Addicted to novelty since 2001

Where’s the Internet Rage for Jack in the Box?

Today I saw this ad on TV. It’s for Jack in the Box smoothies:

It seems pretty offensive to me, particularly given that it describes menopausal women as ‘street rat crazy’. When I compare it to the Motrin ad that caused all the furor back in November (I wrote about it here) it seems much worse. Sure, criticisms of the Motrin piece focused on insidious details, but the sexism of this Jack in the Box seems both overt and, well, nasty.

I found a few blog posts criticizing this ad, and some complaints (as well as some support) on Twitter. There’s nothing, though, that matches the uproar that the Motrin ad earned.

So what gives? Why isn’t this ad causing the same fuss? I have a variety of theories, but I don’t want to bias anybody’s responses.

14 Responses to “Where’s the Internet Rage for Jack in the Box?”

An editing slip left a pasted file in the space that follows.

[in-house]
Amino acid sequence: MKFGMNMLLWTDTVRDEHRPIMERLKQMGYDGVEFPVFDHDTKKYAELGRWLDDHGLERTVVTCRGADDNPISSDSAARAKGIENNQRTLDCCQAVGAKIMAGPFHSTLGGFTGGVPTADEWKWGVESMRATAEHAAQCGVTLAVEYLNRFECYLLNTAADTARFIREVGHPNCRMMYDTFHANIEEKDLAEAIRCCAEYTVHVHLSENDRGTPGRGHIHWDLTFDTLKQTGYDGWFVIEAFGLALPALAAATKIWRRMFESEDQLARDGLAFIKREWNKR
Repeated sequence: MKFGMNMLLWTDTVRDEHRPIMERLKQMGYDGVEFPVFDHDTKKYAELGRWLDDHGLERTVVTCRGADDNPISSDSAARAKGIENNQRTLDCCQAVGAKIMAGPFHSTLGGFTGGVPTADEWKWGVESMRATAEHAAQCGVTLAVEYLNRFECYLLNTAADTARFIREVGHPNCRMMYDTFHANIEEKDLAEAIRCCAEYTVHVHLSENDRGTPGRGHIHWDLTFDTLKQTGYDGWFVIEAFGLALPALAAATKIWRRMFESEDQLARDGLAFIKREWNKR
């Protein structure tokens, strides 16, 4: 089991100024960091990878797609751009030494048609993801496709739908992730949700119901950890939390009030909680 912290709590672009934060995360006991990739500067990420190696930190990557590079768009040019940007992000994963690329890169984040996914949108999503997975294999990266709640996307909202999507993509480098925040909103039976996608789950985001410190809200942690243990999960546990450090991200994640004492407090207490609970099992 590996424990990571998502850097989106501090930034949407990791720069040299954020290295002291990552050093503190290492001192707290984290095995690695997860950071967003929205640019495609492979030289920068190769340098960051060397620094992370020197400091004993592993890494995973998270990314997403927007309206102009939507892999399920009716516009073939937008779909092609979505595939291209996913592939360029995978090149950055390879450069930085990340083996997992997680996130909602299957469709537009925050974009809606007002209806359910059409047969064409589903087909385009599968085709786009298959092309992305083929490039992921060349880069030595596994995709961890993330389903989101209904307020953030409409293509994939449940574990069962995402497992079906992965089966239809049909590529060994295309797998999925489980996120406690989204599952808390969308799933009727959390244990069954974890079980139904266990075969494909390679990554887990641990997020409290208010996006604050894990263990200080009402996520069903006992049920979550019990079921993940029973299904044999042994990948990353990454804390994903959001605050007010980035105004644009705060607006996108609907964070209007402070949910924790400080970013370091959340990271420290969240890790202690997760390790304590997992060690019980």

1. Meg

    1. It’s not targeting moms, especially ones who carry their children in slings. That was NOT an audience to screw with.

    2. Menopausal women have either lived long enough to not care, or are too “street rat crazy” to take offense to ads (I know, because my hormone issues brought it on early in my life, i.e. the past couple years. I could give a rat’s ass about that ad)

    3. The Motrin thing looked pretty foolish after the fact, so they may be gunshy.

    4. Jack in the Box ads are generally ridiculous.

  2. Linda Lopez

    Because it’s funny?